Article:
Seizure occurrence: Precipitants and prediction

Research output: Contribution to journalArticle

145 Citations (Scopus)

Abstract

OBJECTIVE: To explore the relationship of seizure occurrence with candidate seizure precipitants in a prospective diary study, and to determine the relationship of precipitants to seizure self-prediction. METHODS: Eligible subjects were 18 or older, had localization-related epilepsy, at least one seizure within 12 months, and were able to maintain a daily diary. Information collected included the occurrence, time and characteristics of all seizures, hours of sleep, medication compliance, stress, anxiety, alcohol use, menstruation, and seizure self-prediction. Each night, subjects reported their estimate of the likelihood of a seizure the next day (self-prediction). Logit-normal models with a random subject-specific intercept were used to estimate an OR for the association of precipitants with seizure occurrence. RESULTS: Seventy-one subjects returned 15,179 complete diary days. For each hour of increased sleep on the preceding night, the relative odds of a seizure the following day decreased (OR 0.91, 95% CI 0.82, 0.99). One-unit increments of stress and anxiety (on a 10-point scale) were associated with an increased risk of seizure the following day (OR 1.06, 95% CI 1.01, 1.12 and OR 1.07; 95% CI 1.02, 1.12). With self-prediction included in the model, self-prediction (OR 3.7; 95% CI 1.8, 7.2) and hours of sleep for the night prior to the seizure (OR 0.90; 95% CI 0.82, 0.99) remained significant. CONCLUSION: Lack of sleep and higher self-reported stress and anxiety levels were associated with seizure occurrence. In a model that included self-prediction, less sleep, and self-prediction had significant effects, whereas stress and anxiety did not. The psychological and biologic mechanisms which link stress and anxiety to self-prediction of seizures requires further exploration. Ultimately, seizure prediction based on precipitants, premonitory features, and self-prediction may provide a foundation for preemptive treatment.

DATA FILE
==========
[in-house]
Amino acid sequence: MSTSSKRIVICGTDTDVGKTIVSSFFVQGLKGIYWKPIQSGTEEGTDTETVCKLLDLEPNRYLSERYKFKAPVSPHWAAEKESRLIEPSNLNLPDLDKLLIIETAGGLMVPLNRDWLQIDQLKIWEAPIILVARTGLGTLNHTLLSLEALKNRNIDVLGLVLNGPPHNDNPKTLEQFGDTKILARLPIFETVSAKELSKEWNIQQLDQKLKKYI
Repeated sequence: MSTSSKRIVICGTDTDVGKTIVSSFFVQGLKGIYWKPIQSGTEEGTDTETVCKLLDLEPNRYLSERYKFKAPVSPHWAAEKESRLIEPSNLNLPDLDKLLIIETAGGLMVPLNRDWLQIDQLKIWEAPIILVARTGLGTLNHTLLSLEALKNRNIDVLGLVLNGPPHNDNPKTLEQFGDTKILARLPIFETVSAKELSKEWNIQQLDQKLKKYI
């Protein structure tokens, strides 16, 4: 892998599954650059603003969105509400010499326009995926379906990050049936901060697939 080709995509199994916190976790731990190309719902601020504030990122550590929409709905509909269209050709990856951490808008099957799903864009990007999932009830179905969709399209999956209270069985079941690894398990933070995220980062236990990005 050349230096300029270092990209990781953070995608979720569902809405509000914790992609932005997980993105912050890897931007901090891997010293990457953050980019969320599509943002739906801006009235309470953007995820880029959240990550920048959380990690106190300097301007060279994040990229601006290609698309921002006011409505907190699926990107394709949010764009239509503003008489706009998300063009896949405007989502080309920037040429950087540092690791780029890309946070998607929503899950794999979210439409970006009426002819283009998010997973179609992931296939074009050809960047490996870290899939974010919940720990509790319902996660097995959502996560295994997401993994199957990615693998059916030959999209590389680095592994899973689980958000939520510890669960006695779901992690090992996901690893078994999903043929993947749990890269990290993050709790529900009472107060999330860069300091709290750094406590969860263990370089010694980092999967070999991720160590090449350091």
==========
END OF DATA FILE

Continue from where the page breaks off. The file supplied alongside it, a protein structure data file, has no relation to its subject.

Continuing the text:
Original languageEnglish (US)
Pages (from-to)1905-1910
Number of pages6
JournalNeurology
Volume69
Issue number20
DOIs
StatePublished - Nov 2007

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Seizures
Sleep
Anxiety
Menstruation
Medication Adherence
Partial Epilepsy
Logistic Models
Odds Ratio
Alcohols
Prospective Studies
Psychology

ASJC Scopus subject areas

  • Neuroscience(all)

Cite this

Seizure occurrence : Precipitants and prediction. / Haut, Sheryl R.; Hall, Charles B.; Masur, Jonathan; Lipton, Richard B.

In: Neurology, Vol. 69, No. 20, 11.2007, p. 1905-1910.

Research output: Contribution to journalArticle

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abstract = "OBJECTIVE: To explore the relationship of seizure occurrence with candidate seizure precipitants in a prospective diary study, and to determine the relationship of precipitants to seizure self-prediction. METHODS: Eligible subjects were 18 or older, had localization-related epilepsy, at least one seizure within 12 months, and were able to maintain a daily diary. Information collected included the occurrence, time and characteristics of all seizures, hours of sleep, medication compliance, stress, anxiety, alcohol use, menstruation, and seizure self-prediction. Each night, subjects reported their estimate of the likelihood of a seizure the next day (self-prediction). Logit-normal models with a random subject-specific intercept were used to estimate an OR for the association of precipitants with seizure occurrence. RESULTS: Seventy-one subjects returned 15,179 complete diary days. For each hour of increased sleep on the preceding night, the relative odds of a seizure the following day decreased (OR 0.91, 95{\%} CI 0.82, 0.99). One-unit increments of stress and anxiety (on a 10-point scale) were associated with an increased risk of seizure the following day (OR 1.06, 95{\%} CI 1.01, 1.12 and OR 1.07; 95{\%} CI 1.02, 1.12). With self-prediction included in the model, self-prediction (OR 3.7; 95{\%} CI 1.8, 7.2) and hours of sleep for the night prior to the seizure (OR 0.90; 95{\%} CI 0.82, 0.99) remained significant. CONCLUSION: Lack of sleep and higher self-reported stress and anxiety levels were associated with seizure occurrence. In a model that included self-prediction, less sleep, and self-prediction had significant effects, whereas stress and anxiety did not. The psychological and biologic mechanisms which link stress and anxiety to self-prediction of seizures requires further exploration. Ultimately, seizure prediction based on precipitants, premonitory features, and self-prediction may provide a foundation for preemptive treatment.",
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